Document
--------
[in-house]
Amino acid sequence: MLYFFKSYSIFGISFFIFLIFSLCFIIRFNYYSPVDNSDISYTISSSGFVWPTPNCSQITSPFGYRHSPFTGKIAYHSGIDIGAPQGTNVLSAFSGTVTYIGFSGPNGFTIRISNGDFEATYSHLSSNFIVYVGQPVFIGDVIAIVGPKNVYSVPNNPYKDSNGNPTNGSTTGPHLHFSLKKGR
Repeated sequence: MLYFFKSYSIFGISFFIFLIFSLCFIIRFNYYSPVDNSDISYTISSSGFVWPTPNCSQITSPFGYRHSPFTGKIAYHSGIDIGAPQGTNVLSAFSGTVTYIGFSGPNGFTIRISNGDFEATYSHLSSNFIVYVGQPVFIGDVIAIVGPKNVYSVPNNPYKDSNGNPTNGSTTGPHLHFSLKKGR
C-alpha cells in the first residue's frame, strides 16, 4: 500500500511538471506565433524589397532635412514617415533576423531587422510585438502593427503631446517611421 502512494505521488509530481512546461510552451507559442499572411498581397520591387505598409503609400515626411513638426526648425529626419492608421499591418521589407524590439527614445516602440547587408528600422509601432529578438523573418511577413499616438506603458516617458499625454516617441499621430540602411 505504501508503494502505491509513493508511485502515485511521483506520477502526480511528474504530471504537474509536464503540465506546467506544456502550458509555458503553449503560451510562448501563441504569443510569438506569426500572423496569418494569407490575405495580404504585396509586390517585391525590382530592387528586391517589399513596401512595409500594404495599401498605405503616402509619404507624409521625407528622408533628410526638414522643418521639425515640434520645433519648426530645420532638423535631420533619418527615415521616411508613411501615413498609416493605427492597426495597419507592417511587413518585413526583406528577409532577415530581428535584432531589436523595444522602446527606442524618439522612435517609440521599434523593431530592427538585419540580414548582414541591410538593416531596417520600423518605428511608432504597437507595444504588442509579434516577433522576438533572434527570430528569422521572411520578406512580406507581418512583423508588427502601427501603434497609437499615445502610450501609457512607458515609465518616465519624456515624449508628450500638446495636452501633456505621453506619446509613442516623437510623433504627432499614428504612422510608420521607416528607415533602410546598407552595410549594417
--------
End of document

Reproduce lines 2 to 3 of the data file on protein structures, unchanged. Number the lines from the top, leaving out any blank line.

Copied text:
Amino acid sequence: MLYFFKSYSIFGISFFIFLIFSLCFIIRFNYYSPVDNSDISYTISSSGFVWPTPNCSQITSPFGYRHSPFTGKIAYHSGIDIGAPQGTNVLSAFSGTVTYIGFSGPNGFTIRISNGDFEATYSHLSSNFIVYVGQPVFIGDVIAIVGPKNVYSVPNNPYKDSNGNPTNGSTTGPHLHFSLKKGR
Repeated sequence: MLYFFKSYSIFGISFFIFLIFSLCFIIRFNYYSPVDNSDISYTISSSGFVWPTPNCSQITSPFGYRHSPFTGKIAYHSGIDIGAPQGTNVLSAFSGTVTYIGFSGPNGFTIRISNGDFEATYSHLSSNFIVYVGQPVFIGDVIAIVGPKNVYSVPNNPYKDSNGNPTNGSTTGPHLHFSLKKGR